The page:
“Gary showed them that the Welsh experience was very similar to their club experience, working with sports scientists, being assessed and analysed and monitored. There was a new mentality and Gary was absolutely fundamental to that.
“It’s culminated in what you see now with Wales having their best-ever World Cup group finish. It might be hard to make the connection but it’s quite clearly there; he set the ball rolling and changed the path of Welsh football dramatically, in a revolutionary way.
“Now we’re two games away from our first World Cup finals since 1958. That process, he started it.”
Law believes that is one of Speed’s legacies and one that will give a measure of comfort to parents Roger and Carol 10 years after they lost him.
“The one thing I’ve always wanted to emphasise, right from that terrible first day and having to cover the story for Sky at Elland Road, was that this was nothing to do with football, it was a family tragedy, it just happened that Gary was a footballer,” Law told the YEP.
“But it is nice that Welsh football has been so successful since his time in charge. That must be some sort of comfort to his mum and dad. They know he played an integral part in that and how much joy it has given people in Wales. Gary played a part in making so many people so very happy.”
For Leeds supporters, Speed also left a huge legacy. He played 312 times for the club, winning the First and Second Division titles and many hearts along the way.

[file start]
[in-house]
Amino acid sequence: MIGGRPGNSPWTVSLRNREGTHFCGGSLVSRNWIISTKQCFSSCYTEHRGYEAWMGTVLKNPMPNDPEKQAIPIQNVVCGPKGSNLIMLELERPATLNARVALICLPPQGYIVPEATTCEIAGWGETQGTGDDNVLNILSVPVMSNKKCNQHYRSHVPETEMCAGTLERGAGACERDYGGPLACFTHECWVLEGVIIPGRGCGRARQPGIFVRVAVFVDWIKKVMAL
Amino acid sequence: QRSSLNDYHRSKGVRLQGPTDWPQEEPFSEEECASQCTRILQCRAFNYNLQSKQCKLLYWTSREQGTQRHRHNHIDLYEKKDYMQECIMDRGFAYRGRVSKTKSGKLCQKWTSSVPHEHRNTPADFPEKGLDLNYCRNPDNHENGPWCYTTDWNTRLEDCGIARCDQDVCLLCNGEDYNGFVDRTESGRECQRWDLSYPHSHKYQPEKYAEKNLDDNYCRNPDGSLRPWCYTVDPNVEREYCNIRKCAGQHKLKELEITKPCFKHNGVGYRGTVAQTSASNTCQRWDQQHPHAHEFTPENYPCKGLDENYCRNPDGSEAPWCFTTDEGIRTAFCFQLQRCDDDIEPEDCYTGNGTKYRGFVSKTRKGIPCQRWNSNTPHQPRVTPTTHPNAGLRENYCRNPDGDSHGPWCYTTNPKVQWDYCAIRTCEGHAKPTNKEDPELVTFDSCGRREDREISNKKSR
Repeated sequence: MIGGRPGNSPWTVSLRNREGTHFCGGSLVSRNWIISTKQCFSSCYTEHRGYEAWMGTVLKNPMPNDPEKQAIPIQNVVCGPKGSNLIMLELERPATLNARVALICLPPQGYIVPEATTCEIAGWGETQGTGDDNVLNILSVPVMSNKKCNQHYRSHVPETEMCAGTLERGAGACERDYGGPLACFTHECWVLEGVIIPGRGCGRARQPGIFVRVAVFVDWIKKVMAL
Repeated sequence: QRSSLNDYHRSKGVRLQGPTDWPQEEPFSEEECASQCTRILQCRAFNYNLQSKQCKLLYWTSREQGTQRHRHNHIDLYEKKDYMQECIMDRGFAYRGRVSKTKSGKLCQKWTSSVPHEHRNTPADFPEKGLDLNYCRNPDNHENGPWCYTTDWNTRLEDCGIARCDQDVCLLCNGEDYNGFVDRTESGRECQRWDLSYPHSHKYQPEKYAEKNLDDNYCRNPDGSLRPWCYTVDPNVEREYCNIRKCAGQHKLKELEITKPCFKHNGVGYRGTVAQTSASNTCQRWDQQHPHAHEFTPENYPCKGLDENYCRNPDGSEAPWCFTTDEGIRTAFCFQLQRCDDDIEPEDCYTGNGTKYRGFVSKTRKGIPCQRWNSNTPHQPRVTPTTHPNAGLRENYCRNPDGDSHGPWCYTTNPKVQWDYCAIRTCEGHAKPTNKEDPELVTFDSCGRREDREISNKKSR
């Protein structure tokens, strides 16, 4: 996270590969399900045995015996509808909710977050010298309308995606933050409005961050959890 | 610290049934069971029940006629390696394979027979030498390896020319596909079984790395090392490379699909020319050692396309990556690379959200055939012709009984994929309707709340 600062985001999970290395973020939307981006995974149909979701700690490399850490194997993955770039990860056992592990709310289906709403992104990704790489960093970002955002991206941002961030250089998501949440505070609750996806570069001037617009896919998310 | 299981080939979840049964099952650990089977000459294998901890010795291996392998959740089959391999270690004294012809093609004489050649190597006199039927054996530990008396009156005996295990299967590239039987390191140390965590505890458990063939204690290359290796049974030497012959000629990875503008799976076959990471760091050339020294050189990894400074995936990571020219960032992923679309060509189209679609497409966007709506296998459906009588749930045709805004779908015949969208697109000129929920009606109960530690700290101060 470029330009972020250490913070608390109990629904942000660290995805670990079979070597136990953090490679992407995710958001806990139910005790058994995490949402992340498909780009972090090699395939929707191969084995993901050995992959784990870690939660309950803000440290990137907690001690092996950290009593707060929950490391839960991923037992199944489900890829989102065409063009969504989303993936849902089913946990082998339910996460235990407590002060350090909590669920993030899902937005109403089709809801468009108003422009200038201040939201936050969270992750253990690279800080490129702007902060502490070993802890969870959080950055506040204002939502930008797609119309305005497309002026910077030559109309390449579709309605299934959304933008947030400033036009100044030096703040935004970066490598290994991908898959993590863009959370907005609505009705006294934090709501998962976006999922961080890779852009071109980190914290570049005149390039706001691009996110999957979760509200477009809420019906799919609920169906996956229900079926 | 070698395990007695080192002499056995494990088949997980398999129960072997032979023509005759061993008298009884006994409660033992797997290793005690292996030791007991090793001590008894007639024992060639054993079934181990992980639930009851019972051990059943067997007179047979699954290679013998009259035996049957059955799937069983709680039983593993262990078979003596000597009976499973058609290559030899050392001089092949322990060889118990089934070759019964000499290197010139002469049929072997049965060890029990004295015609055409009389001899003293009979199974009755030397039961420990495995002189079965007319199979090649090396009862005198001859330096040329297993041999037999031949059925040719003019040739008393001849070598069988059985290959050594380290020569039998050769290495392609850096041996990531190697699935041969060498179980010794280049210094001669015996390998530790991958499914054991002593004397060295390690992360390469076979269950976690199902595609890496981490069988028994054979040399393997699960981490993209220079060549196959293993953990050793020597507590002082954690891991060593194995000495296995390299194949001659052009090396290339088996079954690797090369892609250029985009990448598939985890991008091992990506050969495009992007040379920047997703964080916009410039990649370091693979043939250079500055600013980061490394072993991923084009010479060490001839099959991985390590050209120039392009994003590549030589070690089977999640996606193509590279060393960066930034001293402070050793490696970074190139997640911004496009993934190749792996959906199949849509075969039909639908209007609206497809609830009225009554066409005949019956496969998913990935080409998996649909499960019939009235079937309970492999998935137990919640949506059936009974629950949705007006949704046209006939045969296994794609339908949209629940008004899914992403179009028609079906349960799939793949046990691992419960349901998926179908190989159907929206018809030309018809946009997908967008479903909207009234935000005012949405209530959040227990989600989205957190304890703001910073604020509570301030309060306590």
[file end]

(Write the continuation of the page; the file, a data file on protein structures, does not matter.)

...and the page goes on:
Law recalls floral tributes already in place around Billy Bremner’s statue when he arrived in the early morning darkness to report from Elland Road the day after Speed’s death was announced. More flowers, shirts and scarves arrived throughout the day.
“People would tell me they’d stopped him for an autograph outside Elland Road then bumped into him two years later and he remembered them and their son,” said Law.
“He had a huge impact and because Leeds was where it all began the bond was extra strong.”
Speed’s life in the game represented and meant something special. His death was an awful tragedy but out of it has to come meaning.
“The most important legacy, beyond the fact that his family have suffered so badly since, is the one that can start the conversation about in particular men’s mental health, but mental health,” said Law.
“That’s the one I think on an anniversary like this weekend people should focus on. How did this happen, not necessarily why, but how?
“I bumped into Gary’s dad Roger the week after at Goodison and it was an awful moment, very, very emotional and one I will never forget.
“He has always been one of the nicest, happiest people and his courage was incredible. From that point onwards, I’ve had two other fathers in my social circle who have suffered the same thing, losing sons to suicide.
“That’s three conversations I’ve had now which says to me the most important thing that can come out of this is to find a way to make this not happen so much any more. We’re still trying to work that one out I think.”